Another ConQuesT behind me. I had a lot of fun, even if it didn't recharge my creative batteries as it usually does. The short version is that I drank too much (although Boulevard's raspberry chocolate ale is amazing) and that four panels in one day is to many.
I am an awesome moderator, though. I'm better designed for asking questions and prompting discussion and keeping people on task. It's what I do for the writing group, so it makes sense that I'd be good at it on panels. The NaNoWriMo panel was my favorite. It was a lot of fun. The LFK Writers panel was my second favorite. It was the first panel of the con, and we got a great turnout and people had great questions. The Writing Prompt panel was a bust, with only three people who showed up. The Publish Like the Pros panel was nice because it was the four of us from Bottle Cap talking about what we do. Lots of great questions there, too.
Then there were my two tough subject panels. The Creativity and Mental Health panel went about as well as it could have, although I regrettably didn't get much of a chance for audience participation. Everyone was very respectful and I think the audience really related to all of our panelists. The Creative Isolation panel was really tough. I didn't have many good questions for it, but it ended up generating some important, if difficult, conversations. Those panels were draining, but again, I feel like it's important to talk about those aspects of creativity.
I went to a few other panels, but found that I much prefer being on the speaking side. Maybe that would have been different if I had had a chance to see any of the guests speak. I think next year I am going to try volunteer behind the scenes rather than on panels, though. I've been toying with the idea of doing a literary festival in Lawrence sometime in the next five to ten years, so I'm trying to get involved in con planning so I know what to do.
Speaking of which, I have been pulled into planning the Midwest Reader Con with a lady I got to know at ConQuesT. This event is going to be HUGE. There's nothing really like it around here, so I am excited about it. But man, planning a con is a ton of work. I'm really glad my partner in crime, Kathleen Collins, is at the forefront, telling me what to do right now.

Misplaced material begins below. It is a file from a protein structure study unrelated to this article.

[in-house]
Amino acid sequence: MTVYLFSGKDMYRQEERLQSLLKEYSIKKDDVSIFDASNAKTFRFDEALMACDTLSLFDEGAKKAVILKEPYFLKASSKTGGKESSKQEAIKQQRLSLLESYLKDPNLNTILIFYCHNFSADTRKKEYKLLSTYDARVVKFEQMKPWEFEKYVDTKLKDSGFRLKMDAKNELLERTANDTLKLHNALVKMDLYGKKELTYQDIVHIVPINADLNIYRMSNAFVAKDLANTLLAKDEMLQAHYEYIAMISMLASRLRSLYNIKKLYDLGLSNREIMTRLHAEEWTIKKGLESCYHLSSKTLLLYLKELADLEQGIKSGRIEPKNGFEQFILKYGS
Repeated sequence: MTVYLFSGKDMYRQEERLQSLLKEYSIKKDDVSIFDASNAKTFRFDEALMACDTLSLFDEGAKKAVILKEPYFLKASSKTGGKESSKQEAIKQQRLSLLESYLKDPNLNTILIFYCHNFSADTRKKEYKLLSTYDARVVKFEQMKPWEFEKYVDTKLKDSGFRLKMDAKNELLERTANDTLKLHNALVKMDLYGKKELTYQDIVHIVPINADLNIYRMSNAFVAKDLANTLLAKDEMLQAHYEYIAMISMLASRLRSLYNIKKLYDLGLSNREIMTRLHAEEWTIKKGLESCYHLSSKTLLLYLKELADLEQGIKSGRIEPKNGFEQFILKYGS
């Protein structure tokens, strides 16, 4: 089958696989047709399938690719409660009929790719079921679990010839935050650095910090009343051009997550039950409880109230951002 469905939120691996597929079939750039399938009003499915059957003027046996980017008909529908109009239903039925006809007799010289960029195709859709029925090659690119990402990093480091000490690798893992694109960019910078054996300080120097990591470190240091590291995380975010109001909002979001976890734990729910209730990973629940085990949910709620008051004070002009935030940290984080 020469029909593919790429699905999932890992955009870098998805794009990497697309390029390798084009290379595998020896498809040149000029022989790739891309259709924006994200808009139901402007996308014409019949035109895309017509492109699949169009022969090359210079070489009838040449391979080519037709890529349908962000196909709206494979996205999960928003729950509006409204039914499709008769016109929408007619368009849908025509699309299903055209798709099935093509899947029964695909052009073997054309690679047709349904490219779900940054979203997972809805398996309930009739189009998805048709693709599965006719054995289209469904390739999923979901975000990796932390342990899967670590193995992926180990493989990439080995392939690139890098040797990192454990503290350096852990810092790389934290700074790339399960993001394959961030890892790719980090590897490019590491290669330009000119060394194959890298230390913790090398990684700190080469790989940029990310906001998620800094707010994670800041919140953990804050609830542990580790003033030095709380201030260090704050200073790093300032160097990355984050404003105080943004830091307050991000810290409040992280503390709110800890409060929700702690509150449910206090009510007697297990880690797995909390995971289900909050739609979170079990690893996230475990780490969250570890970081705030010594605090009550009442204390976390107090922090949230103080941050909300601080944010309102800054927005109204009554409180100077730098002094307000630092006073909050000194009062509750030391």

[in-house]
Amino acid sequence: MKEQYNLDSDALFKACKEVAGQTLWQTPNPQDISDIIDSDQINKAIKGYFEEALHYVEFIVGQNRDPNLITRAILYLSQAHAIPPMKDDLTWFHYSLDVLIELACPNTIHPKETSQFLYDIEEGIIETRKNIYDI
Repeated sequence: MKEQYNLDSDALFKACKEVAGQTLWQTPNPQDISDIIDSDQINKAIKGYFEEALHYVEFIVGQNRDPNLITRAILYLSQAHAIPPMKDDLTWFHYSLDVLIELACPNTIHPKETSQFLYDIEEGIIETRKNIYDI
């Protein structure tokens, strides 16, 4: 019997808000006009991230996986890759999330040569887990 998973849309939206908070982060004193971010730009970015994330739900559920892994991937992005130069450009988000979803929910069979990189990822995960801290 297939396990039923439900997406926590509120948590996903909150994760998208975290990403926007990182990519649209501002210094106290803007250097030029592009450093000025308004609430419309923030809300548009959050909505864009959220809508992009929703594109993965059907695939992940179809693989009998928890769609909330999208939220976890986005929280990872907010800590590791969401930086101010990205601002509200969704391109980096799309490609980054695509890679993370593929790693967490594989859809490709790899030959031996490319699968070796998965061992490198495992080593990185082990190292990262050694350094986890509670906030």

As if that wasn't enough, I still want to try to put out the vampire short story anthology (hopefully releasing it in time for the Reader con next year), and still keep up with the breakneck writing and editing pace I've set for myself.
Speaking of writing (since that's what this blog is actually supposed to be about), I am around the 85k mark for ToK, so that's coming along. Just gotta put some ducks in a row before I take off at full speed for the climax. I have two weeks left to finish before Camp Nano hits and I'm supposed to change projects. Dunno if I'll make it or not, but finishing this book is more important, so I'll keep at it until it's done.
My current plan is to write the final book at the end of this year, and then spend next year editing the last two books up. Having the completed trilogy before getting any of them published (whether traditional or self-published) will help a lot. I am never going to be able to write two books a year, so I have to rely on my back catalog, as it were, to sustain me once I start publishing.
I'm really doing this, friends. I still feel like I'm playing at this writer thing a lot of the time, but things are getting serious. I have a finished, polished novel. I have an almost completed sequel. I've freelance edited four novels and three collections. I have six short stories published (or will this fall). I'm involved in conventions. I'm starting my own publishing company.
I've come a long way in five years. I'm excited to see what the next five years brings.